570 to 395. Visit

Elk Population: 300-400
Bull/Cow Ratio: N/A
Nonresidents: 1 permit to nonresidents and 1 auction tag
Hunter Success: 60 percent
Highlights: Tennessee’s elk population is holding steady but the ultimate
goal is a herd of 2,000 animals. Managers are working to expand and improve
elk range while keeping hunt permits conservative. Only four permits are
available for residents. Last year, two of those hunters failed to fill
their tags. Visit

Elk Population: 72,500
Bull/Cow Ratio: N/A
Nonresidents: $80 license plus $280 to $1,500 permit
Hunter Success: 17 percent
Highlights: Utah has produced a staggering number of record-book bulls over
the past decade. The state’s largest herds are found in the Wasatch, Plateau
and Fish Lake units, which should produce some serious antler growth this
year on the heels of a particularly wet spring. The fact that the overall
population continues to grow as well is testament to good management. The
state issued 1,200 more cow tags and 1,250 more spike permits this fall.
Odds are still tough for limited-entry tags. Nonresidents get 10 percent of
available rifle tags. Visit

Elk Population: 55,000-60,000
Bull/Cow Ratio: 12-20/100
Nonresidents: $434 (will increase to $497 before season starts)
Hunter Success: 8 percent general, 39 percent for special limited-entry
Highlights: The state’s elk population is divided about evenly between
Roosevelt’s in the west and Rocky Mountain elk to the east. In the famous
Blue Mountains of southeast Washington, resident and nonresident hunters
alike will find over-the-counter spike tags readily available. Highly-prized
permits for branch-antlered bulls will be far tougher to come by. The Yakima
herd has improved and this year the area has increased antlerless permits.
In the Mount St. Helens area, managers are still trying to decrease herd
numbers with more special permits for antlerless elk. Both nonresident and
resident hunters should take note that elk tag fees will jump nearly 15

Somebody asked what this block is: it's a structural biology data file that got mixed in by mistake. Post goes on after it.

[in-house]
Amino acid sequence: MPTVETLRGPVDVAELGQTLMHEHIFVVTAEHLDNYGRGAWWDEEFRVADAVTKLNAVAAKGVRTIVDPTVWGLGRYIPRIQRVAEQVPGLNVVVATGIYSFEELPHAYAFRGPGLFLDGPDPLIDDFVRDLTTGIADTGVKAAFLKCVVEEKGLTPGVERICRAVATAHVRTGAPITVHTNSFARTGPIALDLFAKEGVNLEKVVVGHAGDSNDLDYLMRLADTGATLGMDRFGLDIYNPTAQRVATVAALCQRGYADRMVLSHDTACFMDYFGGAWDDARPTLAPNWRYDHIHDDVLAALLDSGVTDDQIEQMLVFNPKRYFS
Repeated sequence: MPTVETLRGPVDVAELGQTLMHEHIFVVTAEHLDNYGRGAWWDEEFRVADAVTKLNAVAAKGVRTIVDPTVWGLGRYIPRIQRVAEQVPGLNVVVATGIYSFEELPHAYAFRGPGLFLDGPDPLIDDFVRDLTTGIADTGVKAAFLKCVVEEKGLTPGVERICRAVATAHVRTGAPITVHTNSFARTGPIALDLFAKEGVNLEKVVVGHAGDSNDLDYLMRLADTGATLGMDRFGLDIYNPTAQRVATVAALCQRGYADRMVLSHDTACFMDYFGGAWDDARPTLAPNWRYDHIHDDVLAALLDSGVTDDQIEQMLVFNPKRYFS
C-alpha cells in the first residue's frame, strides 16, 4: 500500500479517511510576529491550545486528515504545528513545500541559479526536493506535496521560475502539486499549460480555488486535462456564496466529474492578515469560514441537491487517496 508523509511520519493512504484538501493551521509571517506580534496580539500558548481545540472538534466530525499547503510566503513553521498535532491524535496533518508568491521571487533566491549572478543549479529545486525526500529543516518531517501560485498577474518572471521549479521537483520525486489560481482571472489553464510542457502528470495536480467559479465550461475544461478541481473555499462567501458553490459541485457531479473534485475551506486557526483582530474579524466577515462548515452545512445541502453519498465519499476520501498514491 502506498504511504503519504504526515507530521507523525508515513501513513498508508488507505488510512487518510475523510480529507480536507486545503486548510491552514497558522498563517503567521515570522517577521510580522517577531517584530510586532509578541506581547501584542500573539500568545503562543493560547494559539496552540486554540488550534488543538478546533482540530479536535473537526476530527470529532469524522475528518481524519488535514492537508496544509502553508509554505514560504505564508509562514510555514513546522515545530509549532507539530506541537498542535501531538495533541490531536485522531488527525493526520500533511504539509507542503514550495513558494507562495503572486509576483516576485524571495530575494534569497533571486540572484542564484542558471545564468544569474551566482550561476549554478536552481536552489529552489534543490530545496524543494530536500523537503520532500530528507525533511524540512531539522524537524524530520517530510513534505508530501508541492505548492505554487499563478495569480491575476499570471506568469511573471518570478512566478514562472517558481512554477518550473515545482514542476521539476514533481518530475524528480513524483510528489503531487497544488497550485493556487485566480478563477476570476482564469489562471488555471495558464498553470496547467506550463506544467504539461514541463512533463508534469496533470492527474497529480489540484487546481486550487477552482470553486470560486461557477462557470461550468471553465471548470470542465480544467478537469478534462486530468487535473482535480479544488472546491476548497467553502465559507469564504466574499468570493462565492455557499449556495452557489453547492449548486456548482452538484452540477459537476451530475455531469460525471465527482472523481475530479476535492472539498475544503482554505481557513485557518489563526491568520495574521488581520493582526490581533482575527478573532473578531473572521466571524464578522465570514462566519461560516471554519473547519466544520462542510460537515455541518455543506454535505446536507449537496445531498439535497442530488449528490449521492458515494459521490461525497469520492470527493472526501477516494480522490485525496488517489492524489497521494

percent effective September 1 to help cover budget shortfalls. Visit

Elk Population: 120,000
Bull/Cow Ratio: 23/100
Nonresidents: $591 permit, $302 cow-calf permit, $1,071 special permit
Hunter Success: 44 percent
Highlights: Last year, hunters harvested 25,600 elk, up from the five-year
average of 21,000. Biologists say mature bulls continue to thrive in most
hunting units and the statewide population remains above management
objectives. The dark exception is the state’s northwest corner. Elk numbers
in the Clark’s Fork and Cody herds are still down due to predation and poor
habitat. The Jackson herd that summers in Yellowstone is well off the mark,
too, and managers are being conservative on tags. Roughly half the hunting
units just outside the park have set quotas, one is closed and rest are
limited to antlered elk only. Visit
Yukon Territory**
Elk Population: 250-300
Bull/Cow Ratio: 24/100
Residents only
Hunter Success: 52 percent
Highlights: With two distinct herds, Takhini and Braeburn, the territory
held its first elk hunt in a quarter-century in 2009, and followed it with a
second hunt last year. Those hunts were overwhelmingly successful–too
successful. Hunters had a 73 percent success rate on bulls and a 31 percent
success rate on cows. So this year managers are offering cow-only permits to
lighten the pressure on bulls while reducing overall herd numbers down to
management objectives. The target bull/cow ratio for the area is 50/100.

Photo: Larry1732